41 • Sketch of Stonehenge

41 • Sketch of Stonehenge

James Sowerby (1757–1822), circa 1800
Signed bottom right
19 × 47 cm; Ink, pencil & watercolour on paper

TWO SKETCHES OF STONEHENGE

‘all that can be learn’d of them, is, That here they are
Daniel Defoe, A tour thro’ the whole island of Great Britain, 1724–1727

It is often said that to understand our ancient ancestors it is not in books but rather the landscape itself which offers the richest guide. None of these is more famous or formidable than Stonehenge, standing as an icon for all that is mysterious and awe-inspiring about humanity’s prehistoric past. Most who probe this mystery eventually resign it to a knowledge from a distant and inaccessible history, whose mysteries stand as tall and insurmountable as the stones themselves, attracting theories too distant and disparate.

Others claim to understand the stones and their role in our prehistoric lives. English author John Michell (1933–2009) was one such man, believing in the existence of an ancient spiritual knowledge which connected humanity to divinity, though now lost to modernity:

The moon, as well as the sun, the planets and the nearer stars disturb the earth’s magnetism, causing it to flow in tides and currents. These vary with the time of day, the phases of the moon and other astronomical factors. [ . . . ] Megalithic monuments are of a time when the science of the magi was in its ascendency. [ . . . ] The influences of the cosmos were not only brought to earth in the sense of divine knowledge fertilising human understanding, but also in the most literal sense, cosmic and solar energy being introduced into the earth’s vital system by means of conductors, the ‘phallic’ stone of megalithic science. In this way the earth, understood as a living creature, was made fertile and contented, a mood which it communicated to all the living things inhabiting its body.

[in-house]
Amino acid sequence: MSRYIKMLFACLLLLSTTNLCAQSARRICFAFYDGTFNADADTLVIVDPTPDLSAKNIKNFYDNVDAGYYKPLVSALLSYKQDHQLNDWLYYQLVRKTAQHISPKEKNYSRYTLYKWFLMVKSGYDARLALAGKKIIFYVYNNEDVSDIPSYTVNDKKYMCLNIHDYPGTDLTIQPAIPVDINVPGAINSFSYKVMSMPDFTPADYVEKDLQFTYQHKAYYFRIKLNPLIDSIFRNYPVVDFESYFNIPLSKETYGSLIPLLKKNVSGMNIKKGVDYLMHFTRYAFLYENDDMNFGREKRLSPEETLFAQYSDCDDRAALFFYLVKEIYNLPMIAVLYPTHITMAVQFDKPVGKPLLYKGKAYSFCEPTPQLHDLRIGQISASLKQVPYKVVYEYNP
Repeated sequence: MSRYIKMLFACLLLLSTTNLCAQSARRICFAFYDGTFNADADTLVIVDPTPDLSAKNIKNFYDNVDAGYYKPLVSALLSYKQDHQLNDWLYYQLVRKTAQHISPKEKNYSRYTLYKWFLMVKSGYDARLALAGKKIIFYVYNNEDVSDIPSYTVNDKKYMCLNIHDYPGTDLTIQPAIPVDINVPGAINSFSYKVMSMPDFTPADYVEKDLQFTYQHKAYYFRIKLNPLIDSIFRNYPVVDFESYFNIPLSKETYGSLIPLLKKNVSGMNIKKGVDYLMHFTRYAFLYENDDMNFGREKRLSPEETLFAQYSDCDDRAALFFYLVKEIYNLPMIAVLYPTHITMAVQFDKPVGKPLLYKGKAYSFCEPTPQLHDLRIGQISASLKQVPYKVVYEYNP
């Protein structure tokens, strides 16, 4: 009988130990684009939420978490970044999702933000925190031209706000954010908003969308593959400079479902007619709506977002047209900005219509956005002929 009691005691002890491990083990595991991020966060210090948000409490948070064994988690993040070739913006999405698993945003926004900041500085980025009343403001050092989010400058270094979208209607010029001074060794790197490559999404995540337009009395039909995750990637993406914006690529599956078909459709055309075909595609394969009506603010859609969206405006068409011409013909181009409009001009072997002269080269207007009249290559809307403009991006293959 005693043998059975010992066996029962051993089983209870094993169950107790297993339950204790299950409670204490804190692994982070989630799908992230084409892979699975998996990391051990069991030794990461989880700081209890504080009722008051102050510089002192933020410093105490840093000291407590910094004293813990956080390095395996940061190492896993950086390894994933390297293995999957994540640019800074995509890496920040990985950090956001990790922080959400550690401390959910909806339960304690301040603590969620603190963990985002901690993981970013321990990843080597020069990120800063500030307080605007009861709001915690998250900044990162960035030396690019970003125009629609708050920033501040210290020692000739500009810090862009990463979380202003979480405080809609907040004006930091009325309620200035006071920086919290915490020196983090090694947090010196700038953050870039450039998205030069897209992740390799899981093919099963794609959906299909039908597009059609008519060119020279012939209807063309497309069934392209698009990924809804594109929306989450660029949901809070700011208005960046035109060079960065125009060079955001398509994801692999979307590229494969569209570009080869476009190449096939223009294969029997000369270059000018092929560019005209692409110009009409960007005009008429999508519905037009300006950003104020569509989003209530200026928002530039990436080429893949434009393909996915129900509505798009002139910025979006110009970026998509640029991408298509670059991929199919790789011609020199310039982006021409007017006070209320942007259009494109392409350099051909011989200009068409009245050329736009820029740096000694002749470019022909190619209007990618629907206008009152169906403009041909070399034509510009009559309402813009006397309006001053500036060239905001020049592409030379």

The Old Stones of Land’s End, John Michell, 1974 © The Garnstone Press Ltd

(Included on the title page of this catalogue is a scribble by my father I found on a scrap of cardboard – ‘You may find God searching for stones.’ It has mystified me ever since coming across it, though perhaps John Michell has provided an answer.)

Sowerby’s version of Stonehenge pervades a sense of redundancy from the ancient and great past to which John Michell refers, the stones leaning and lying about drunkenly like a de-commissioned regiment of officers. Henry’s sketch is more optimistic, though rather satisfyingly you can place Sowerby’s stones almost precisely in Henry’s sketch by shifting your angle of vision to the right, and vice versa. Together they seem symbolic of Stonehenge and the differing views and emotions it inspires.

You may find God searching for Stones